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Mulled wine

Three warm cups to ring in Christmas.

Gluhwein (German- and Austrian-Style Mulled Wine)

Photo by Jim Scherer / Styling by Catrine Kelty

Gluhwein (German- and Austrian-Style Mulled Wine)

Across northern Europe, this season is marked by bright, festive outdoor Christmas markets filled with holiday crafts, food, and drink — and it’s highly likely that the drink on offer is a warm cup of aromatic mulled wine. Called gluhwein (glow wine) in Germany and Austria and glogg in Scandinavia, most mulled wine recipes are variations on the same theme, wine simmered with spices and sweetener. Whatever version you choose, the fragrance of spiced wine gently bubbling makes for a warm, convivial welcome.

A couple of notes: First, these recipes are spiced and sweetened conservatively, so you may well want to adjust the sweetener to your taste before serving. Second, don’t let the wine boil, which imparts a funky oxidized taste. Last, like sangria, mulled wine mellows with a rest. If you have time, consider making it a couple of hours ahead to let it stand, off heat, with the seasonings. Reheat gently and add any extra alcohol five minutes before serving.

GLUHWEIN(GERMAN- AND AUSTRIAN-STYLE MULLED WINE)

Makes about 2 quarts

Continue reading below

Kirsch adds fruity complexity; rum or brandy adds a boozy kick.

10 whole cloves

1 cups juice from 4 oranges, plus zest from 2 oranges, removed in strips with vegetable peeler

cup light brown sugar, or more, to taste

2 cinnamon sticks

2 750-milliliter bottles medium-bodied fruity red wine such as merlot or syrah

1 cup kirsch or rum or brandy (or a mix), optional

Stick the cloves into 2 or 3 strips of the orange zest. In a medium nonreactive saucepan over medium-high heat, bring the orange juice, cup water, and brown sugar to a boil, stirring to dissolve the sugar. Adjust the heat to medium-low, add the cinnamon sticks and about two-thirds of the orange zest strips (including the clove-studded pieces) and simmer, partially covered and stirring occasionally, until fragrant and thickened slightly, about 15 minutes. Add the wine, cover partially, and simmer until the wine is infused, at least 1 hour (do not allow to boil). Add the kirsch, rum, or brandy, if using, stir to mix, and continue to simmer for about 5 minutes longer. Taste and add sugar if necessary. With a slotted spoon, remove and discard the cinnamon sticks, cloves, and orange zest.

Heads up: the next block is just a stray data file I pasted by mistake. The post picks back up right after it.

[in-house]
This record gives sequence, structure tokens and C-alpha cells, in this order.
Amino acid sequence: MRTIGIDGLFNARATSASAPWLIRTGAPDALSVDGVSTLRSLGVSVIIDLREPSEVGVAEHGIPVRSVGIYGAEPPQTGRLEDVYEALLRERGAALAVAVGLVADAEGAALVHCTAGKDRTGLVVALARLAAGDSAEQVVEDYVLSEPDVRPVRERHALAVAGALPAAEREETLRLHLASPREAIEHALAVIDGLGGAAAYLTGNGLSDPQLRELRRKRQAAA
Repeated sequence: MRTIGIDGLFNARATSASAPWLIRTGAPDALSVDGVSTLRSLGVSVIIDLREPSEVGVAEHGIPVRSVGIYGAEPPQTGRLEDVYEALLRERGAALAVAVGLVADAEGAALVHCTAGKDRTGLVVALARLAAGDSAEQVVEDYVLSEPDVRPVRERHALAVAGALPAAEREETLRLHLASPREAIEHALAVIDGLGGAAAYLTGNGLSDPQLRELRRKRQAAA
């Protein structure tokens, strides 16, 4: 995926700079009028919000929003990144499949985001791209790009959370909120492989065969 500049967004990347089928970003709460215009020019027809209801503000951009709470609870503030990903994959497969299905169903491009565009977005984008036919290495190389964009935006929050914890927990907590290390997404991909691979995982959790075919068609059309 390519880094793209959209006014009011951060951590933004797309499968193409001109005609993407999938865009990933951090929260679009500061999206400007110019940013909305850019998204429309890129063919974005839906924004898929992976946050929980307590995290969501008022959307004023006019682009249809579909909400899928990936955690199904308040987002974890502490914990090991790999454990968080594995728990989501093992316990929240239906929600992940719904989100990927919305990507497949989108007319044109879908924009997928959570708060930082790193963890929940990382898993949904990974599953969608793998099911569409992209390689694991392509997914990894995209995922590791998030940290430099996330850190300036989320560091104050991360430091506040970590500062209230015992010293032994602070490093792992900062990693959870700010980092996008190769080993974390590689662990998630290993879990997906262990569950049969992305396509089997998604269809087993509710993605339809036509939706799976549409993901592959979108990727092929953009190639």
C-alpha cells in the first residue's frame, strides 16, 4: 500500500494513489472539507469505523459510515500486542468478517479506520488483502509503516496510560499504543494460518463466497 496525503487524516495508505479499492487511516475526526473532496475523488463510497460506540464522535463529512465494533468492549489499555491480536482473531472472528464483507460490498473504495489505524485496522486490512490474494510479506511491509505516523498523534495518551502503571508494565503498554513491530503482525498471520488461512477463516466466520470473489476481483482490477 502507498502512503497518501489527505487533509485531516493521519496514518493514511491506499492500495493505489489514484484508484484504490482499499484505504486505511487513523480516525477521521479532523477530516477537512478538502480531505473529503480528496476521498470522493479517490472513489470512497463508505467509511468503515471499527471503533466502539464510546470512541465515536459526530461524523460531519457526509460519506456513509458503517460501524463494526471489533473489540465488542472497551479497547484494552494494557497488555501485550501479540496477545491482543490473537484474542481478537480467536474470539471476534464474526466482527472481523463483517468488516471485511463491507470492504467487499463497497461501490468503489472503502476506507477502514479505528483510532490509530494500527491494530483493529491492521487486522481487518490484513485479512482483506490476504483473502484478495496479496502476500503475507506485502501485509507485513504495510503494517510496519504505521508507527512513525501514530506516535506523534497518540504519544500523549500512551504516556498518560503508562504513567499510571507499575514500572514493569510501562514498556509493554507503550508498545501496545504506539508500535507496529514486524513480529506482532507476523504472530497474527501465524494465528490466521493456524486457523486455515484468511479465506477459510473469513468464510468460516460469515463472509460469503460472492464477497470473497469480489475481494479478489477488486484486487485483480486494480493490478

Meanwhile, heat small mugs or heatproof glasses with hot water and cut the remaining orange zest strips to make as many pieces as you have mugs. Empty the mugs or glasses, fill with gluhwein, garnish with zest, and serve at once.

GLOGG (SCANDINAVIAN-STYLE MULLED WINE)

Makes about 3 quarts

Aquavit, a Scandinavian spirit that, in its most popular style, tastes strongly of caraway, is both a common addition to glogg and an acquired taste. If you like aquavit, by all means use it in place of the vodka here. Raisins and almonds are the traditional garnish.

cup golden raisins, or more as necessary

1 cup vodka

10 whole cloves

Zest from 1 orange, removed in strips with vegetable peeler

½ cup sugar

2 cinnamon sticks

6 green cardamom pods, crushed lightly

2 750-milliliter bottles medium-bodied fruity red wine such as merlot or syrah